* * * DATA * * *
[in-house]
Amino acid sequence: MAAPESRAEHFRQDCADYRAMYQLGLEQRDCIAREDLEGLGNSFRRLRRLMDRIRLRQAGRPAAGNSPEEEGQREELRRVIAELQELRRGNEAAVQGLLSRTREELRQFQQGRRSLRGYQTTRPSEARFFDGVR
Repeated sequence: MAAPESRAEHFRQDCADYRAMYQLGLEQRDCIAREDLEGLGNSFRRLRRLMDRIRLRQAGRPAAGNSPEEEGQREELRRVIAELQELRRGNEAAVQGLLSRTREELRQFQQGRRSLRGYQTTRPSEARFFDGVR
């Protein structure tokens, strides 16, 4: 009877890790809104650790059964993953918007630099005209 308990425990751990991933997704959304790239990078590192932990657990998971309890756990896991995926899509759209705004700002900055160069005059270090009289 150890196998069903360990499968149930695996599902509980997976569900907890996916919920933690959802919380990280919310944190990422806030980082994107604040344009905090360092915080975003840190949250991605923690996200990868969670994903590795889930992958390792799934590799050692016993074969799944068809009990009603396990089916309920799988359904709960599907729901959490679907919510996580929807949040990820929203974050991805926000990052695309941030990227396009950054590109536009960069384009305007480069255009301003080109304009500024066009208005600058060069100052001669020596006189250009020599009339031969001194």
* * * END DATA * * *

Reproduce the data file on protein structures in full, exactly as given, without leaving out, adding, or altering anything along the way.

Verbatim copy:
[in-house]
Amino acid sequence: MAAPESRAEHFRQDCADYRAMYQLGLEQRDCIAREDLEGLGNSFRRLRRLMDRIRLRQAGRPAAGNSPEEEGQREELRRVIAELQELRRGNEAAVQGLLSRTREELRQFQQGRRSLRGYQTTRPSEARFFDGVR
Repeated sequence: MAAPESRAEHFRQDCADYRAMYQLGLEQRDCIAREDLEGLGNSFRRLRRLMDRIRLRQAGRPAAGNSPEEEGQREELRRVIAELQELRRGNEAAVQGLLSRTREELRQFQQGRRSLRGYQTTRPSEARFFDGVR
């Protein structure tokens, strides 16, 4: 009877890790809104650790059964993953918007630099005209 308990425990751990991933997704959304790239990078590192932990657990998971309890756990896991995926899509759209705004700002900055160069005059270090009289 150890196998069903360990499968149930695996599902509980997976569900907890996916919920933690959802919380990280919310944190990422806030980082994107604040344009905090360092915080975003840190949250991605923690996200990868969670994903590795889930992958390792799934590799050692016993074969799944068809009990009603396990089916309920799988359904709960599907729901959490679907919510996580929807949040990820929203974050991805926000990052695309941030990227396009950054590109536009960069384009305007480069255009301003080109304009500024066009208005600058060069100052001669020596006189250009020599009339031969001194």